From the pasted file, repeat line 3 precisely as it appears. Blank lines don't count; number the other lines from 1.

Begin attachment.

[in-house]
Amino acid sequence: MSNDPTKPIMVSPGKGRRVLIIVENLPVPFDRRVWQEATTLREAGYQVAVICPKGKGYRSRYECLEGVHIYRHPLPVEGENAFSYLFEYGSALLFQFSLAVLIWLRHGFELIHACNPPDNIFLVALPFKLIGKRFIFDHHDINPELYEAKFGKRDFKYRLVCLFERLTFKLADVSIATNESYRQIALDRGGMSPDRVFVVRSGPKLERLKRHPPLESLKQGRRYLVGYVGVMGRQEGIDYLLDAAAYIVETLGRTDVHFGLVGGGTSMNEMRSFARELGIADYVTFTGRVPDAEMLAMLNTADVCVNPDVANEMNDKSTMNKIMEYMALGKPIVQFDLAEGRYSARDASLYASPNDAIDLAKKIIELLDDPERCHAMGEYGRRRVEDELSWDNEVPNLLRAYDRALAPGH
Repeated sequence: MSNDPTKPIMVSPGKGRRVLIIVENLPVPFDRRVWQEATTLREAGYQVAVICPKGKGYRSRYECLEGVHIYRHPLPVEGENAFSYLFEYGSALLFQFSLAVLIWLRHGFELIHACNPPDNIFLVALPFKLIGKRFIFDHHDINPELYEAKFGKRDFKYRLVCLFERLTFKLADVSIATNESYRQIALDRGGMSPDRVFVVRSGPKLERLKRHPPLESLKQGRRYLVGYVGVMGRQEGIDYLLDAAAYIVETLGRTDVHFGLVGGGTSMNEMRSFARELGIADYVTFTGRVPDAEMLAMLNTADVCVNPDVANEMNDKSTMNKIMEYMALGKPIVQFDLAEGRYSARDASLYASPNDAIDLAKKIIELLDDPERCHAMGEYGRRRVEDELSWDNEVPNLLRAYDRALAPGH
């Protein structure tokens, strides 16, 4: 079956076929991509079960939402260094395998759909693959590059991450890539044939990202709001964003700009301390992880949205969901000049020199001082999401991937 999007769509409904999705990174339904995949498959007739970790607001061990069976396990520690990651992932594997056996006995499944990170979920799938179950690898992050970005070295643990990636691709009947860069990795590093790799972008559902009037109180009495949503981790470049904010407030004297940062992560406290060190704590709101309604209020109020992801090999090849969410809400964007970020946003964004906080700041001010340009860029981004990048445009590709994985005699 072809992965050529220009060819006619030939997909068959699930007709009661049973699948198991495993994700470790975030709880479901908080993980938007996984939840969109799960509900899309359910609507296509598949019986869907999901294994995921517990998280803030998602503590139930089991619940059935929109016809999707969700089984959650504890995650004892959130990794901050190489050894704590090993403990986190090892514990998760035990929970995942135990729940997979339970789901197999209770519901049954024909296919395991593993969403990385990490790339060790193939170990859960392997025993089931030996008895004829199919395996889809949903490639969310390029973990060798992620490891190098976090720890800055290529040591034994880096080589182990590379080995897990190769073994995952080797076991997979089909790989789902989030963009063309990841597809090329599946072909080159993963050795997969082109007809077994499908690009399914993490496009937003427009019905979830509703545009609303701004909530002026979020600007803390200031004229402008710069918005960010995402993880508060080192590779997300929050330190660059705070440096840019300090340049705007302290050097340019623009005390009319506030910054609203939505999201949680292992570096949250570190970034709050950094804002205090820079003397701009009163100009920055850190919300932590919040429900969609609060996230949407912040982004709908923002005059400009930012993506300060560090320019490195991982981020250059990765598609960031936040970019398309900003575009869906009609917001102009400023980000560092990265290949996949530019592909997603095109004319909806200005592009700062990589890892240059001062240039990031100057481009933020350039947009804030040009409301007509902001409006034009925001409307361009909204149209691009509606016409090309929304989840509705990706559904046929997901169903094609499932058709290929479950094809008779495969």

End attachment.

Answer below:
Repeated sequence: MSNDPTKPIMVSPGKGRRVLIIVENLPVPFDRRVWQEATTLREAGYQVAVICPKGKGYRSRYECLEGVHIYRHPLPVEGENAFSYLFEYGSALLFQFSLAVLIWLRHGFELIHACNPPDNIFLVALPFKLIGKRFIFDHHDINPELYEAKFGKRDFKYRLVCLFERLTFKLADVSIATNESYRQIALDRGGMSPDRVFVVRSGPKLERLKRHPPLESLKQGRRYLVGYVGVMGRQEGIDYLLDAAAYIVETLGRTDVHFGLVGGGTSMNEMRSFARELGIADYVTFTGRVPDAEMLAMLNTADVCVNPDVANEMNDKSTMNKIMEYMALGKPIVQFDLAEGRYSARDASLYASPNDAIDLAKKIIELLDDPERCHAMGEYGRRRVEDELSWDNEVPNLLRAYDRALAPGH